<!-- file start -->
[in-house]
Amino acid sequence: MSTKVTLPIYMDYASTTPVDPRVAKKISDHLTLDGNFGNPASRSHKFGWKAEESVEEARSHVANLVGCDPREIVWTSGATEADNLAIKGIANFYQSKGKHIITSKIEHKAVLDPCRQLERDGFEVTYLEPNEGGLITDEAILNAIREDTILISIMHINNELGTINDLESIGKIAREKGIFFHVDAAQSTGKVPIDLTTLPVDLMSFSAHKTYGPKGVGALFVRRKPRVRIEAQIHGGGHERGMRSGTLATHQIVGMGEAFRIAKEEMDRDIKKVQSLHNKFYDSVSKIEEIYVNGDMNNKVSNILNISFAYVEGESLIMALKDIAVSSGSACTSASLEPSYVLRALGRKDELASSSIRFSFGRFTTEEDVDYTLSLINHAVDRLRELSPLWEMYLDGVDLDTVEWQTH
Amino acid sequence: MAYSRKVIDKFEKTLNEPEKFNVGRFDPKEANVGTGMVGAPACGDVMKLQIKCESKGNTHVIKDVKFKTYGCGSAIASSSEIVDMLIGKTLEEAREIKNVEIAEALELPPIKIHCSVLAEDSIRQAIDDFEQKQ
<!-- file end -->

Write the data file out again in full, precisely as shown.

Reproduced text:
[in-house]
Amino acid sequence: MSTKVTLPIYMDYASTTPVDPRVAKKISDHLTLDGNFGNPASRSHKFGWKAEESVEEARSHVANLVGCDPREIVWTSGATEADNLAIKGIANFYQSKGKHIITSKIEHKAVLDPCRQLERDGFEVTYLEPNEGGLITDEAILNAIREDTILISIMHINNELGTINDLESIGKIAREKGIFFHVDAAQSTGKVPIDLTTLPVDLMSFSAHKTYGPKGVGALFVRRKPRVRIEAQIHGGGHERGMRSGTLATHQIVGMGEAFRIAKEEMDRDIKKVQSLHNKFYDSVSKIEEIYVNGDMNNKVSNILNISFAYVEGESLIMALKDIAVSSGSACTSASLEPSYVLRALGRKDELASSSIRFSFGRFTTEEDVDYTLSLINHAVDRLRELSPLWEMYLDGVDLDTVEWQTH
Amino acid sequence: MAYSRKVIDKFEKTLNEPEKFNVGRFDPKEANVGTGMVGAPACGDVMKLQIKCESKGNTHVIKDVKFKTYGCGSAIASSSEIVDMLIGKTLEEAREIKNVEIAEALELPPIKIHCSVLAEDSIRQAIDDFEQKQ